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Skills in Conflict

Source Ultimate Intrigue pg. 182
When skills come into conflict with each other, it can lead to extremely complex interactions, often well beyond the scope of the short skill descriptions in the Pathfinder RPG Core Rulebook. The following section offers detailed advice on the most common skill clashes that involve difficult adjudications, as well as clarifications of skills where the Core Rulebook provides little guidance. The advice in this section is holistic, and GMs are encouraged to read each description in full to gain the best grasp of the nuances of each skill. Additionally, this section offers an optional variant system for opposed skill checks that reduces randomness and the potential for many rolls.


Source Ultimate Intrigue pg. 182
The Bluff skill is an extremely versatile, though sometimes misunderstood, social skill. Unlike Diplomacy and Intimidate, which can directly push their target toward a course of action, Bluff feeds the target misinformation. A skilled user of the Bluff skill needs to understand how the target’s mind works, in order to deliver just the right misinformation to achieve the desired results. The disadvantage is that such manipulation is less predictable and more difficult to pull off, but the advantage is that the target is not aware that he is being manipulated, whereas even the most successful Diplomacy or Intimidate attempt leaves the target realizing who has convinced him to take action. This section includes clarifications and details on several different ways to use Bluff—and on several things that don’t work.


Source Ultimate Intrigue pg. 184
Due to its ability to convince people without using either deception or coercion—and risking their negative consequences—the Diplomacy skill is one of the most commonly used forms of persuasion in the Pathfinder RPG. However, it is also difficult to adjudicate in a variety of situations involving intrigue and combat.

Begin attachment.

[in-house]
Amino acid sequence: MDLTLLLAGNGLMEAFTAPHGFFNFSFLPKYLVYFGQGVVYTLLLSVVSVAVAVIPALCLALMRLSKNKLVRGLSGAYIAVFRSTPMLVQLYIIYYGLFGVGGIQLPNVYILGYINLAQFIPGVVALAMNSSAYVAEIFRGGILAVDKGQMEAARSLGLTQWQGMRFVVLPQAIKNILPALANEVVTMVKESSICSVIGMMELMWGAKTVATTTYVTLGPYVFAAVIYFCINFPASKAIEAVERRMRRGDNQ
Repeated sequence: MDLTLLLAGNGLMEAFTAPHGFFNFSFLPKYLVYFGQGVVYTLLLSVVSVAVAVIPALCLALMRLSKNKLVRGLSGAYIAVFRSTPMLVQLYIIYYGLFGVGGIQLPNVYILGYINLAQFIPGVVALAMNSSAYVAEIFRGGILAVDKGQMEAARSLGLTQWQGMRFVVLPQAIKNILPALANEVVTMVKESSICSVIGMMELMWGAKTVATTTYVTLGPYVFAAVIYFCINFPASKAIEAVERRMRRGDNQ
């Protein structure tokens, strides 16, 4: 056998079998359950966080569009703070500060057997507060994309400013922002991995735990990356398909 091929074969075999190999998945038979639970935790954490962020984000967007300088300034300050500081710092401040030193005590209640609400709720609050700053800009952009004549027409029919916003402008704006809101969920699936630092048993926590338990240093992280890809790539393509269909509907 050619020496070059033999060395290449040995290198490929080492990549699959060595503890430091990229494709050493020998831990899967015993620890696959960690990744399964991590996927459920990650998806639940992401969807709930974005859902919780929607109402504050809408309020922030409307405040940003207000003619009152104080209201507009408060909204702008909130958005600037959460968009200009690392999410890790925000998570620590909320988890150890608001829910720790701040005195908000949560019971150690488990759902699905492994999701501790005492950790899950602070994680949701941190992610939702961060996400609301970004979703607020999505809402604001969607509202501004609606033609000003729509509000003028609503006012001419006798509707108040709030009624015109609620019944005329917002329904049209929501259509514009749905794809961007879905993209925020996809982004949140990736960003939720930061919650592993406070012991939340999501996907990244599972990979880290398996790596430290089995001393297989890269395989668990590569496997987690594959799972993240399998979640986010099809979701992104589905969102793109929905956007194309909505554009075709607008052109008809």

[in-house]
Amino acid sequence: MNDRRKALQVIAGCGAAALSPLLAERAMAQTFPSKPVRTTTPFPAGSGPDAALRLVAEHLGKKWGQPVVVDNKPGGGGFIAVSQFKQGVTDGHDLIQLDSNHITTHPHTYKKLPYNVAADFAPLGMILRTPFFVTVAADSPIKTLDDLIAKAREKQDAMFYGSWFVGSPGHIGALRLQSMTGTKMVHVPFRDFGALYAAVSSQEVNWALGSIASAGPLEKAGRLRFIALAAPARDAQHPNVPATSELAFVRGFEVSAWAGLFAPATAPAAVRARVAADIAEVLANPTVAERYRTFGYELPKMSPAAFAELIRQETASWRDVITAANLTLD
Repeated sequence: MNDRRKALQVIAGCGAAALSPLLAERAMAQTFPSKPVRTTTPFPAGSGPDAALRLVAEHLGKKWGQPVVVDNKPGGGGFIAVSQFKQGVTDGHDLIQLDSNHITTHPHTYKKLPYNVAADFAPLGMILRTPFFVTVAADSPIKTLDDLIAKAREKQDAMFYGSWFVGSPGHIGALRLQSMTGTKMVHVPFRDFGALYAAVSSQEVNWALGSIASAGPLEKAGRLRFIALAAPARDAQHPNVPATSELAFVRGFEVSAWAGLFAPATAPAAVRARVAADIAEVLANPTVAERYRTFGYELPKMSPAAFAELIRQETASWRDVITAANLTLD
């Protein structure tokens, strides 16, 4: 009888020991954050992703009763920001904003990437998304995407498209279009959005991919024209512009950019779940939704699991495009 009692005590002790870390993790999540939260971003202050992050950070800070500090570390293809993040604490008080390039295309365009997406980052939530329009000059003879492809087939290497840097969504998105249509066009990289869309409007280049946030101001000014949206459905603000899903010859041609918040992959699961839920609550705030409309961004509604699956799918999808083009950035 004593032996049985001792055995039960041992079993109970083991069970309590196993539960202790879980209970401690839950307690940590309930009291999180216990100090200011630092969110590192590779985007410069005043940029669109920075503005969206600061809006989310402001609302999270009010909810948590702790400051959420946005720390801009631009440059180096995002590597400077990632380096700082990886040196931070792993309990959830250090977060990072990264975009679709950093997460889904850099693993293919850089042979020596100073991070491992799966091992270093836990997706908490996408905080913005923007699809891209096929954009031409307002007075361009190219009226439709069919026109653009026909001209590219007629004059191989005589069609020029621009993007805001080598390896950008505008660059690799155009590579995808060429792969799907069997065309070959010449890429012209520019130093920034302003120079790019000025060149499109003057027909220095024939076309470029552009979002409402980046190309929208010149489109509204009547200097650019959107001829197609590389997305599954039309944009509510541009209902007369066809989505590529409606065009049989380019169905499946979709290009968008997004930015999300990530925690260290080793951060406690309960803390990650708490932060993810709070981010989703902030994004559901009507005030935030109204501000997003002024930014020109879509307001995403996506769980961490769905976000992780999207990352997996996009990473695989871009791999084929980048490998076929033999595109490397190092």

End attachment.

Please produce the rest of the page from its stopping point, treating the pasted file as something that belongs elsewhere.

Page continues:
Source Ultimate Intrigue pg. 186
The uses of the Disguise skill are far more specific than those of Bluff and Diplomacy. The Disguise skill exists to allow characters to conceal their identity and to potentially pose as other characters.

Not Always Opposed: The most important thing to note about the Disguise skill is that characters do not automatically get a Perception check to oppose it. Per the Core Rulebook, an opponent receives a Perception check only if the disguised character is actively drawing attention, if the perceiving character is actively suspicious of everyone, or if the disguised character is attempting to impersonate a particular person that the perceiving character recognizes. Under one of these circumstances, a perceiving character can attempt one Perception check right away and then another check each hour.

A Single Disguise Check: Unlike most other skills, a character typically attempts a Disguise check only once when creating a physical disguise. Further Disguise checks might be necessary for things such as altering one’s voice or using appropriate mannerisms or phrasing, but the basic disguise doesn’t require further checks. The check result is supposed to be a secret that is revealed only the first time the disguise is truly tested, which can be tricky in the face of disguising characters who want their friends to tell them how good the disguise is. One way to handle this is to roll the Disguise check secretly only the first time it truly comes into opposition (see above), since the skill doesn’t indicate when the check first occurs.